18 August 2017

Approximately 15%  of women diagnosed with breast cancer will be found to carry a mutation in one or more genes that significantly increases the risk of developing breast and other cancers. The most common mutations are in the BRCA1 and BRCA2 genes. These genes are tumor suppressor genes – if mutated, they do not function properly and can result in a higher likelihood of cancer development. Most often, we see these abnormal gene mutations in women under the age of 50, and in those with a strong family history of breast and/or ovarian cancer. However, because the mutation may be present in a family member without disease, guidelines recommend testing even without a family history in patients that meet criteria (NCI BRCA1 / BRCA2 Genetic Testing Fact Sheet).

A study recently published in the Journal of Clinical Oncology found that fewer than 1 in 5 women with a history of breast or ovarian cancer underwent genetic testing, and many had not discussed the possibility with their treatment team. Identifying a genetic abnormality can change the surgical recommendations in a patient who has been diagnosed with breast cancer (such as considering double mastectomy due to increased future risk) as well as have implications for family members. Take a few minutes to review the fact sheet linked above, and be aware of your family history. If genetic testing is not offered, ask whether or not it should be considered in your case.

7 February 2017

A research letter recently published in the Journal of the American Medical Association found that patients diagnosed with breast cancer were not appropriately referred for genetic counseling and testing.

The researchers used the SEER Registry to study the records of patients diagnosed between July 2013 – September 2014. Registry patients in the state of Georgia and Los Angeles County were mailed surveys which asked about their genetic counseling and testing experiences. Of the 2529 women who responded to the survey, 773 were considered to be high risk, in accordance with national guidelines. Of these high risk patients, only 39.6% reported having a genetic counseling session and only 52.9% had a genetic test. High risk patients reported lack of physician recommendation, not expense, as primary reason for not testing.

The authors noted that the lack of genetic testing in these patients was a missed opportunity to prevent ovarian and other cancer deaths among mutation carriers and their families. They concluded that the need for genetic testing may not be recognized by physicians, and they recommended that steps be taken to improve physician assessment of risk, assessment of patient desire for testing, and to optimize genetic counselor referral.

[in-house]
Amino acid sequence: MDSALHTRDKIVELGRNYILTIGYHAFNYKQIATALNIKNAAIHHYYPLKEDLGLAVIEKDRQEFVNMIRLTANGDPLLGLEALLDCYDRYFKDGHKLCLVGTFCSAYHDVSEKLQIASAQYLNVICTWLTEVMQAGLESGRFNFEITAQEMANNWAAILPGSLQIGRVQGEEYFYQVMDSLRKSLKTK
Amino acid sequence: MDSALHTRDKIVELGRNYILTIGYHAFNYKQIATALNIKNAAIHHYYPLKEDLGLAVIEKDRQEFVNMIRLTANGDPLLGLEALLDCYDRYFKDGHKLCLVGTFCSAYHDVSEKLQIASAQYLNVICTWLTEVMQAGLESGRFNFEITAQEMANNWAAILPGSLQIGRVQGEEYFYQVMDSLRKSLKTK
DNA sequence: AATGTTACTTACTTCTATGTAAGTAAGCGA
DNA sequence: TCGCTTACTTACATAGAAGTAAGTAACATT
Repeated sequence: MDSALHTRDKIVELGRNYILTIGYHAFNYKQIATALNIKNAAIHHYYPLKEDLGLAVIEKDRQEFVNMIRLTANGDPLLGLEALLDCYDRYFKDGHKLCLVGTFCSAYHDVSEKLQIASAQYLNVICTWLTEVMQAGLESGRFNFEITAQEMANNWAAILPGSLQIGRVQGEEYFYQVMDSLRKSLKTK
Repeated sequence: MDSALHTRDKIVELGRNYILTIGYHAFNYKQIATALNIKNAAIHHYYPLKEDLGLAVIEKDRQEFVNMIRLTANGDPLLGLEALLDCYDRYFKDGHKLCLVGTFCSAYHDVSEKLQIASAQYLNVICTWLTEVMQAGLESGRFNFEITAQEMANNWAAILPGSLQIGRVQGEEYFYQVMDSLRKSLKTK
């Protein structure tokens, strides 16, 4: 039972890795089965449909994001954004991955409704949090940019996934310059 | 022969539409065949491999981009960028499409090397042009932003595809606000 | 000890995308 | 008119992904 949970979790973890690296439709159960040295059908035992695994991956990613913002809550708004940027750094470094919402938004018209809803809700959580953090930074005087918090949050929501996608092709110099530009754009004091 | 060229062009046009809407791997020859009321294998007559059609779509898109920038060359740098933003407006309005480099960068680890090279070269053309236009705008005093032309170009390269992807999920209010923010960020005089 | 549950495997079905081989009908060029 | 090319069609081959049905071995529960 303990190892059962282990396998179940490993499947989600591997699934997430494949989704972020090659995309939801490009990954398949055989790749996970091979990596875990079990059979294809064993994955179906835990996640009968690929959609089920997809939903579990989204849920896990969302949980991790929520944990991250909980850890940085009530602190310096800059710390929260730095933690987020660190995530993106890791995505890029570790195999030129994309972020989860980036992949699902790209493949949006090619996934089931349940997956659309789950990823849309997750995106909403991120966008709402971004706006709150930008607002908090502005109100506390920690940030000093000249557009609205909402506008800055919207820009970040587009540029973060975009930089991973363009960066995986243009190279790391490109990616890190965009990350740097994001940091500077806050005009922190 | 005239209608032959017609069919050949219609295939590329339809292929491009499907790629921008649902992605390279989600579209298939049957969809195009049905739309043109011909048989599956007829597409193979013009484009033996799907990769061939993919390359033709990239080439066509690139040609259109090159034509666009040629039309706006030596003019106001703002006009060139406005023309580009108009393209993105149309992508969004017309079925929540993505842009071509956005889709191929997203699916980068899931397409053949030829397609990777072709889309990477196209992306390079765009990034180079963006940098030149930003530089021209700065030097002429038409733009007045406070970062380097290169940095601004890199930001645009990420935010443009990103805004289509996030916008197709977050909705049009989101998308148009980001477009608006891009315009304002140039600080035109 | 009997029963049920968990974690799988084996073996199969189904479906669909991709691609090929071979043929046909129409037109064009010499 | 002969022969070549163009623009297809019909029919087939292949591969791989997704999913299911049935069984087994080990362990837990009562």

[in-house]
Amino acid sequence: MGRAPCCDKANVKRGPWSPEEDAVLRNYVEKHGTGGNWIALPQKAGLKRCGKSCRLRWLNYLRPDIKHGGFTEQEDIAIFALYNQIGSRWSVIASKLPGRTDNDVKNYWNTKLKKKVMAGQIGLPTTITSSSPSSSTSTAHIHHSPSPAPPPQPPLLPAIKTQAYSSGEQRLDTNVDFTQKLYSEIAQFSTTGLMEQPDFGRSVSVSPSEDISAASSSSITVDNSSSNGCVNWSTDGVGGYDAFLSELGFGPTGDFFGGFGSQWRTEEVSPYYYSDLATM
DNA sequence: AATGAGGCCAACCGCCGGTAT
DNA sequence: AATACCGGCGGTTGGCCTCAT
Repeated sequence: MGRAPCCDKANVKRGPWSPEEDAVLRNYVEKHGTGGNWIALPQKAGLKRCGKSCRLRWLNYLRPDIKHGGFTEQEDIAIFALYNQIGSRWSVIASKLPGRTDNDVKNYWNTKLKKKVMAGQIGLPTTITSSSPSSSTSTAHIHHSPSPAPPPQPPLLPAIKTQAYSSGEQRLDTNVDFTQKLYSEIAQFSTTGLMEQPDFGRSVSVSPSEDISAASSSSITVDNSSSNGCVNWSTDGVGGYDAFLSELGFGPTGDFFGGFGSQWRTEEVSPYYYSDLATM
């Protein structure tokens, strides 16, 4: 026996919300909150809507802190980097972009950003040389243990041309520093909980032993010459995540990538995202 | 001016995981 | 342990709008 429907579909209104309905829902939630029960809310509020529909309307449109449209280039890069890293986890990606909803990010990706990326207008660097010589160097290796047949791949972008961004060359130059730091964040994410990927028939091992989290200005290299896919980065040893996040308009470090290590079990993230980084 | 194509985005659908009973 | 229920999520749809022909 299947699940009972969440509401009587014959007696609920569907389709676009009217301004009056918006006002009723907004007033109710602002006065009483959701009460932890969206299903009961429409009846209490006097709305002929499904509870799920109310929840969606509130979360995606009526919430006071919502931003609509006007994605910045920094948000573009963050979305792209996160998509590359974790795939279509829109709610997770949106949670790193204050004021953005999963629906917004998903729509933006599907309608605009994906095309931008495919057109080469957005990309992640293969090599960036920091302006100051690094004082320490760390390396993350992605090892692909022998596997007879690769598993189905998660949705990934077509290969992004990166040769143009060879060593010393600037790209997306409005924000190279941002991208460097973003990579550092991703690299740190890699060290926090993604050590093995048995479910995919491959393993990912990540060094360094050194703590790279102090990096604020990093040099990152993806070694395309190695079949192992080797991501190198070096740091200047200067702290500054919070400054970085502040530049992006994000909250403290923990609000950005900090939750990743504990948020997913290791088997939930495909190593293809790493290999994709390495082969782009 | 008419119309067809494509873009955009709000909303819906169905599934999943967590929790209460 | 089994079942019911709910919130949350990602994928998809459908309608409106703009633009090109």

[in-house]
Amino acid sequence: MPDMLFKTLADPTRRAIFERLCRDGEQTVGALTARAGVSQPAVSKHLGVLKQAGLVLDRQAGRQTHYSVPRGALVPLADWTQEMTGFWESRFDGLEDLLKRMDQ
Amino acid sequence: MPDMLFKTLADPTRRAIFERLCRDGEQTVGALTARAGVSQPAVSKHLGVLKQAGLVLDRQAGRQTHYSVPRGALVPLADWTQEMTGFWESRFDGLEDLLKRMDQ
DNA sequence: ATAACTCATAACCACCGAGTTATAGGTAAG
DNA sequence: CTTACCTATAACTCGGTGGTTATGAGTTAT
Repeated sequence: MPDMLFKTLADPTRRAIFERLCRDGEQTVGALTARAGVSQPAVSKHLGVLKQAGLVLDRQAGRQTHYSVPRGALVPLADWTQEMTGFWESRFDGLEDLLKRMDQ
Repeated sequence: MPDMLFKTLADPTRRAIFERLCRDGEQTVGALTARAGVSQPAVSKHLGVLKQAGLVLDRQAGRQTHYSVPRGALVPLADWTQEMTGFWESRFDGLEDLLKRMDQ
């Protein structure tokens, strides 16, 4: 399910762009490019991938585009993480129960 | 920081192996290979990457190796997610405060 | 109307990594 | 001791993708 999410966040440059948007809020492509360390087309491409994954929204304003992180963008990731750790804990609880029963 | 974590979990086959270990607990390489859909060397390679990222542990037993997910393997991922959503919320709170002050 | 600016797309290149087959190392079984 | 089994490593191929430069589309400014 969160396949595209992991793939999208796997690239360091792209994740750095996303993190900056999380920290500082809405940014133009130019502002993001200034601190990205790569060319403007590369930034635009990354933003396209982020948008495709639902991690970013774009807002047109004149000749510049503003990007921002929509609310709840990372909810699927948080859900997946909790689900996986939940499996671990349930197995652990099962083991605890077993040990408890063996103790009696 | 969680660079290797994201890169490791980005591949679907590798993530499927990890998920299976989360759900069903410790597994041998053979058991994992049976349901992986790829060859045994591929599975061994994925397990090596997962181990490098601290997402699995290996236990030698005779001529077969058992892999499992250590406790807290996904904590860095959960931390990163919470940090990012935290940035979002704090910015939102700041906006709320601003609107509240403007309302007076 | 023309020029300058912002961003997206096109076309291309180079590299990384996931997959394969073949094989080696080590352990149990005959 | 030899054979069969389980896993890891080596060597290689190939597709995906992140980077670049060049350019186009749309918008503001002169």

Limitations fo the study include that it was a retrospective (after the fact) survey. Patients may have received a recommendation for genetic testing but did not remember – this is often covered during the initial consultation which is a time of intense emotion. The study also only assessed patients from a limited geographic area – the state of Georgia and Los Angeles county. Despite these limitations, the study confirms others like it that demonstrate underutilization of genetic testing.

BRCA 1 and 2 genes are known as tumor suppressor genes, which code for proteins that repair DNA damage. When mutated, DNA damage cannot be repaired, and these patients are at high risk for developing breast, ovarian, and other cancers. Patients who have no signs of cancer may consider prophylactic surgery (made “famous” by Angelina Jolie). In these patients, prophylactic surgery can significantly reduce the risk of developing cancer. In patients who have already been diagnosed breast cancer and are found to carry a BRCA mutation, bilateral mastectomy is often recommended due to the high likelihood of developing another breast cancer, especially in BRCA 1 mutation carriers.

Guidelines for testing have changed over the years. If you were diagnosed with breast cancer several years ago, did not undergo testing, but currently meet one of the criteria for testing, discuss this with your physician. While you may not want to have any additional surgery, you may meet criteria for more intensive surveillance such as with MRI. In addition, test results coud have implications for other family members.

For more information:
FORCE – Facing our Risk of Cancer Empowered
National Cancer Institute – BRCA 1 and 2 Testing